UBC Theses and Dissertations
Natural history of balance confidence : its significance and relationship with social participation in inidividuals with stroke Yiu, Jeanne Yeung Chun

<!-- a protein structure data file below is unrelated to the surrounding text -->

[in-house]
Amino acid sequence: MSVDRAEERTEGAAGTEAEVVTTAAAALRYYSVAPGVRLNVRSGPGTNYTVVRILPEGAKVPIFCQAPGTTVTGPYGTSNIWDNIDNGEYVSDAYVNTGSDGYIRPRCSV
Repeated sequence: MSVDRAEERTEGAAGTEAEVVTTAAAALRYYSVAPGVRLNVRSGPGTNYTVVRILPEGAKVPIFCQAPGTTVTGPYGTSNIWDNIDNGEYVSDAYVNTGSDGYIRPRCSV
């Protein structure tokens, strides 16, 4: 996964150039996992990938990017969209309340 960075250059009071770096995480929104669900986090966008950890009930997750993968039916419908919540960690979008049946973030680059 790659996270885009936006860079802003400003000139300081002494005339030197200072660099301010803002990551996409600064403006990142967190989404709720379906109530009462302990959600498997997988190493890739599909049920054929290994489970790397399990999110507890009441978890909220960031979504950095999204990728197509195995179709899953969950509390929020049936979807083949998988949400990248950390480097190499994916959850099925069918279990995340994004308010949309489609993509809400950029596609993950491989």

Background: Balance confidence may be an important factor affecting the recovery and rehabilitation of individuals with stroke. Little is known about how balance confidence changes over time and whether a relationship exists between balance confidence and critical outcomes such as social participation in individuals with stroke. No study has investigated the influence of balance confidence on social participation while controlling for important covariates. If balance confidence is an important predictor of social participation, treating reduced balance confidence may enhance an individual’s social participation. Purpose: 1) To compare how balance confidence changed over 1 year in individuals with stroke and controls 2) To determine if stroke status was an important predictor of balance confidence and explore stroke specific factors affecting balance confidence 3) To compare how social participation changed over 1 year in individuals with stroke and controls 4) To determine if balance confidence was an important predictor of social participation Methods: In this longitudinal study, 98 individuals with stroke and 98 age- and sex-matched controls were evaluated at baseline (discharge from in-patient rehabilitation for stroke subjects) 3, 6 and 12 months post baseline. Subjects were recruited from 5 communities in British Columbia. Multilevel modeling and multiple regression analyses were used to answer our research questions. Results: Balance confidence scores improved slightly over 1 year in individuals with stroke however while the change was statistically important it was not considered clinically meaningful. Balance confidence remained significantly lower in these individuals compared to controls (p<0.001). Stroke status was the most important predictor of balance confidence even after controlling for covariates (p<0.001) and stoke status interacted with symptoms of depression and walking capacity when predicting balance confidence. The level of social participation did not change over 1 year in either group but it was statistically lower in individuals with stroke (p<0.001). Balance confidence interacted with balance performance (p=0.023) in predicting social participation. Conclusions: Reduced balance confidence is a persistent and serious problem in individuals with stroke. Having better balance confidence may enhance an individual’s social participation. Clinicians working in stroke rehabilitation should incorporate assessment and treatment for reduced balance confidence into their rehabilitation regime.
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